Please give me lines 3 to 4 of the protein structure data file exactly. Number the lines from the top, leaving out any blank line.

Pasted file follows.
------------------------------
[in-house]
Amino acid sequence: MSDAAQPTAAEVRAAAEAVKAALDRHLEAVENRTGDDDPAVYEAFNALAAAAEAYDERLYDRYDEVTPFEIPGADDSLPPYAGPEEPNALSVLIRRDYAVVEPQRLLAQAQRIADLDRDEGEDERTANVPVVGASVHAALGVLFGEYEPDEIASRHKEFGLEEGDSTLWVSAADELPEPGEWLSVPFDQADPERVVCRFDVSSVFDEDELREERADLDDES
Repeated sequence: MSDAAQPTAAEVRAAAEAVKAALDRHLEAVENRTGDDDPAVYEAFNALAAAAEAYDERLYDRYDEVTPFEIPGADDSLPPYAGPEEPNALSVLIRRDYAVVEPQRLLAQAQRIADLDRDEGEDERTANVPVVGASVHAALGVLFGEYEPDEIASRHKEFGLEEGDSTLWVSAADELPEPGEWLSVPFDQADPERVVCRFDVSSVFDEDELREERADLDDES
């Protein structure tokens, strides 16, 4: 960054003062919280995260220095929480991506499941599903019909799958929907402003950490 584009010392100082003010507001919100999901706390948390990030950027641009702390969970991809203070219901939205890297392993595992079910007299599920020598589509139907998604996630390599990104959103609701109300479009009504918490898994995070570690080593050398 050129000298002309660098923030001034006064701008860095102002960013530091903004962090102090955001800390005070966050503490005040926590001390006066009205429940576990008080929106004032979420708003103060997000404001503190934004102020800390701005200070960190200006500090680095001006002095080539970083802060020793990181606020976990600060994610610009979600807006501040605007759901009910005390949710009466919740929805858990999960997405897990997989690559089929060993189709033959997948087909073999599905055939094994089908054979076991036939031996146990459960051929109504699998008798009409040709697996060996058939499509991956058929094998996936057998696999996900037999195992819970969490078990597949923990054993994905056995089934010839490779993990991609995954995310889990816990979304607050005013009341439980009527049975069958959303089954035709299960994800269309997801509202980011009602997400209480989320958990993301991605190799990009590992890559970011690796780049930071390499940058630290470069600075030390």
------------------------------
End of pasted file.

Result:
Repeated sequence: MSDAAQPTAAEVRAAAEAVKAALDRHLEAVENRTGDDDPAVYEAFNALAAAAEAYDERLYDRYDEVTPFEIPGADDSLPPYAGPEEPNALSVLIRRDYAVVEPQRLLAQAQRIADLDRDEGEDERTANVPVVGASVHAALGVLFGEYEPDEIASRHKEFGLEEGDSTLWVSAADELPEPGEWLSVPFDQADPERVVCRFDVSSVFDEDELREERADLDDES
């Protein structure tokens, strides 16, 4: 960054003062919280995260220095929480991506499941599903019909799958929907402003950490 584009010392100082003010507001919100999901706390948390990030950027641009702390969970991809203070219901939205890297392993595992079910007299599920020598589509139907998604996630390599990104959103609701109300479009009504918490898994995070570690080593050398 050129000298002309660098923030001034006064701008860095102002960013530091903004962090102090955001800390005070966050503490005040926590001390006066009205429940576990008080929106004032979420708003103060997000404001503190934004102020800390701005200070960190200006500090680095001006002095080539970083802060020793990181606020976990600060994610610009979600807006501040605007759901009910005390949710009466919740929805858990999960997405897990997989690559089929060993189709033959997948087909073999599905055939094994089908054979076991036939031996146990459960051929109504699998008798009409040709697996060996058939499509991956058929094998996936057998696999996900037999195992819970969490078990597949923990054993994905056995089934010839490779993990991609995954995310889990816990979304607050005013009341439980009527049975069958959303089954035709299960994800269309997801509202980011009602997400209480989320958990993301991605190799990009590992890559970011690796780049930071390499940058630290470069600075030390």